Lord Justice Thomas: I do not think there is a cap. There is a terrible risk, a very real problem of how you deal with what are bespoke cases. The idea is that the Legal Services Commission, under a much more strengthened contract mechanism, will try to monitor cases much more carefully. I hope that the proposals Lord Justice Hughes has put forward in the working party he chaired, trying to tie timetabling both to preparation to trial and to trial, will enable there to be a much more careful monitoring of the amount of preparation needed to the case, but that system will come into effect some time during the course of the current year. We are all trying to concentrate on making certain that you do not pay by the hour; you look at what is actually involved and say this is the amount of money you really need to do it and pay on that basis.
Q169 Bob Neill: Do you think we can avoid a situation where some considerable work may be required to be done but you hit the argument that you have reached the cap?
Lord Justice Thomas: I should be very surprised if we ever got to that position.
Q170 Bob Neill: A lot of the Carter concept is obviously based, quite sensibly, on encouraging and incentivising early resolution in criminal as much as in civil.
Lord Justice Thomas: Yes.
Q171 Bob Neill: I can see benefits to that obviously and it is desirable in itself, the early plea and so on which we talked about. Are there risks? If so, how do you guard against them, the risk of inappropriate advice or the slipshod preparation?
Lord Justice Thomas: There is much less risk of slipshod preparation. As to inappropriate advice, that really is a professional conduct matter. I would be very, very surprised if one would have an extensive or any problem of pressurising people to plead to get the fee. One must always be on one's watch for that happening, and I do think the quality control systems, which we absolutely must have, would identify any such practices. It would be foolish of me to say that sort of thing can never happen, because every profession has rogue elements. We have to guard against that and just watch for it eternally.
Q172 Dr Whitehead: I should like to ask a question concerning the uplift for Crown Court litigators' graduated fees and the extent to which the proxy for that has been taken as pages of prosecution evidence and prosecution witnesses. You touched on the argument in terms of the protocols for unused evidence, the argument which has arisen that actually the criteria might also include pages of unused evidence. Do you think that those points taken together might form a satisfactory proxy or are there other proxies which you think might better measure uplift?
Lord Justice Thomas: It is very difficult to tell. This has never been done. There is undoubtedly a need to devise a system where you pay the litigator by something other than time spent because that is not a true way of achieving an efficient system. I would be reluctant to go to pages of unused material because that would incentivise people to ask for more and more unused material. What one has to do is wait to see - and Carter does propose that we review the system - whether this is the right proxy. Maybe then you would say you have to look at the length; sometimes that is governed by pages, sometimes it is not. The length of the case and the amount of paper are probably in criminal cases as good an indicator of any, apart from the very long cases which are of course not within the fixed fee regime. As I said in relation to whether Carter has got right the time at which you set the discount for guilty plea, having got that right you need also to look at this very carefully. I think that there is pretty good evidence that the proxies work quite well in the Bar's graduated fee system; we shall just have to wait to see whether the solicitors' one does. I have no doubt at all that we have to have a system of fixed fees. We simply cannot pay people by the hour.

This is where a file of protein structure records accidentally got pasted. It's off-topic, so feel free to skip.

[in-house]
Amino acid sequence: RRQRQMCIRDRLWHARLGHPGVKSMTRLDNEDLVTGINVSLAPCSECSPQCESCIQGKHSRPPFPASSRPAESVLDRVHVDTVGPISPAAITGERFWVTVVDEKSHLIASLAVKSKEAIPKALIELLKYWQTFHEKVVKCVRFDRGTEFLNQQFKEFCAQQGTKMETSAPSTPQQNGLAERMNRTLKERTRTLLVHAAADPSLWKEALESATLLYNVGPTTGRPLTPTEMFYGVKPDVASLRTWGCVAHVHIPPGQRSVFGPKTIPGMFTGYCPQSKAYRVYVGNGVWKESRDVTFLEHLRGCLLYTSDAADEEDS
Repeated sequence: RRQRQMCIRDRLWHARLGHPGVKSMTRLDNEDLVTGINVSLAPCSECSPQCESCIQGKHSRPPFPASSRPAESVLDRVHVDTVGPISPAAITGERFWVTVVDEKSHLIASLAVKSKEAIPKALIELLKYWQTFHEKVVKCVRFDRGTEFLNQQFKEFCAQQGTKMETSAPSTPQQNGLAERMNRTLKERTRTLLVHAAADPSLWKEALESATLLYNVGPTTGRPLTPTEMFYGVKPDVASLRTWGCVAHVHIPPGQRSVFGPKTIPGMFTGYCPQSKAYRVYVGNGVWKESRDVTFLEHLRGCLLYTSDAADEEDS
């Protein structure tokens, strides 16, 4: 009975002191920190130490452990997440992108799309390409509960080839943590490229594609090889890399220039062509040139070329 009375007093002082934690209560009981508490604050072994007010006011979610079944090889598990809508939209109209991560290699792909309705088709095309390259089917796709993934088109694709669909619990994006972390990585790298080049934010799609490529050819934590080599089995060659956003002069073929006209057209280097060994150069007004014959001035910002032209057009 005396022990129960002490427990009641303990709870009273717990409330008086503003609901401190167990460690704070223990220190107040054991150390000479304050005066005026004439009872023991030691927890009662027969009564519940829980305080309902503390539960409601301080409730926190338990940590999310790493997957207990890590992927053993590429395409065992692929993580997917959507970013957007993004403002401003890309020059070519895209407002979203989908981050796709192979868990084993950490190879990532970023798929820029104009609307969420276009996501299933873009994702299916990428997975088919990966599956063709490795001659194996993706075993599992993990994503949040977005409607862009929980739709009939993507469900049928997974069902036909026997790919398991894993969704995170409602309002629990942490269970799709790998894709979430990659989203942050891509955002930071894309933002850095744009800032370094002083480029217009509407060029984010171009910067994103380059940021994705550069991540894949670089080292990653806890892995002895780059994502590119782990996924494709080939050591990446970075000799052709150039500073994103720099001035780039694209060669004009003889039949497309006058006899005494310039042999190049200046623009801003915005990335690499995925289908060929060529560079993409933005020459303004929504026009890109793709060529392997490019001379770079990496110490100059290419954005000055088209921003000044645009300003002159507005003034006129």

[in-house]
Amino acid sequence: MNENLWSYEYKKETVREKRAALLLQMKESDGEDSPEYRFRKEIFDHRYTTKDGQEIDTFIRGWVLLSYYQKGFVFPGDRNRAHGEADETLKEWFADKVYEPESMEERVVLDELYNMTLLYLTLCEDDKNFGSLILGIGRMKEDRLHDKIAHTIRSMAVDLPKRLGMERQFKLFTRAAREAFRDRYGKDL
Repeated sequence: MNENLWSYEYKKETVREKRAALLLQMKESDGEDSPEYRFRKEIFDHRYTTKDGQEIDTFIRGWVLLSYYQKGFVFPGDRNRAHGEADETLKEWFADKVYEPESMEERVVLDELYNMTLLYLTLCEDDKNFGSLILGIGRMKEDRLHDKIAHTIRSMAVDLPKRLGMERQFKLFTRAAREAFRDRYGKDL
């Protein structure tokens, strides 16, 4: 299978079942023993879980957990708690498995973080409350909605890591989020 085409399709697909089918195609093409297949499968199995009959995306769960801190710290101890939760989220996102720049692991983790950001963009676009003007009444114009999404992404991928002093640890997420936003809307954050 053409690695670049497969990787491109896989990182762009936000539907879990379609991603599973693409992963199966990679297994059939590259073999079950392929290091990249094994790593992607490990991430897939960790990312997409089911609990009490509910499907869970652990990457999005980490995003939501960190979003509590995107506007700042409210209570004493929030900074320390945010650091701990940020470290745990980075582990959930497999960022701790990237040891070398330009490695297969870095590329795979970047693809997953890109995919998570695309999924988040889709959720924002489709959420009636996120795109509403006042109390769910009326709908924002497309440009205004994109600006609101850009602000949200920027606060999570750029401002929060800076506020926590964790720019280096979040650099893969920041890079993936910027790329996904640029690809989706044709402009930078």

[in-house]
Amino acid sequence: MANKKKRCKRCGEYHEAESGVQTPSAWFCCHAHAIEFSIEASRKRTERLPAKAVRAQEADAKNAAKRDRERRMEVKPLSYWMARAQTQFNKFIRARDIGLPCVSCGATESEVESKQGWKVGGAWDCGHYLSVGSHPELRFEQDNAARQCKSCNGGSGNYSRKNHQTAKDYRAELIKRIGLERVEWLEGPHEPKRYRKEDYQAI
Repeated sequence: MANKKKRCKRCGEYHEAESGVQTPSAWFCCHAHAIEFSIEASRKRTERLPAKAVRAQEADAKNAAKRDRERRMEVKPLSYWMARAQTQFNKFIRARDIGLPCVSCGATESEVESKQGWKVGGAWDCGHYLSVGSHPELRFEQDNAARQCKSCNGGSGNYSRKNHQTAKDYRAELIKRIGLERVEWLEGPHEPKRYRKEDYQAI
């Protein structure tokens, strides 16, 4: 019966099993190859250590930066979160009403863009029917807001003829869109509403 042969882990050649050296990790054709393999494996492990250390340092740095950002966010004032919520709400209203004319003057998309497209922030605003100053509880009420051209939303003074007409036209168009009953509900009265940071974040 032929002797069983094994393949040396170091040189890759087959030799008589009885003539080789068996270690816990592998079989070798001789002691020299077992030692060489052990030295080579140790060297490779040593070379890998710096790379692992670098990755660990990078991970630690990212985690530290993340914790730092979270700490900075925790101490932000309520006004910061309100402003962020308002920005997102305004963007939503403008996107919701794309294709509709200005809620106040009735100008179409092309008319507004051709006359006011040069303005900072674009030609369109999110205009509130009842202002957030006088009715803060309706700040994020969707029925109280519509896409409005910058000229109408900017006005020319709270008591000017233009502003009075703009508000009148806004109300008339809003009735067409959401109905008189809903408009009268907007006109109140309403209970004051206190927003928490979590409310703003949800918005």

Q173 David Howarth: May I just ask about this question of Carter's recommendations about what happens in police stations and the relaxation of the duty solicitor scheme and the possibility of using less qualified people? Do you see the risks in that? Could it have knock-on effects for trials where perhaps the exclusion of a confession might be an issue?
Lord Justice Thomas: It is very important that one approaches this in a balanced manner. There are many cases where there is very little for the representative to do, but as Professor Cape said, there are of courses cases where it is critical you have someone who is competent. I also agree with what he said about peer review and that is why peer review for advocacy does not work and you cannot have peer review for a police station for a similar reason. You cannot put another solicitor there to watch someone because it is too expensive. I am afraid I have not turned my mind to how you devise a quality control method for what happens at a police station and I would be very reluctant to give an off-the-cuff answer. Certainly you have to have a system which monitors quality control. If you are to have a system of price competition, as we all know in our daily lives where we buy something on price, you must have regard to quality.
Chairman: Thank you very much Lord Justice Thomas, Sir Anthony, Sir Mark, it has been very interesting, very useful and we shall follow with interest the notion of civil waiting for crime. Thank you very much.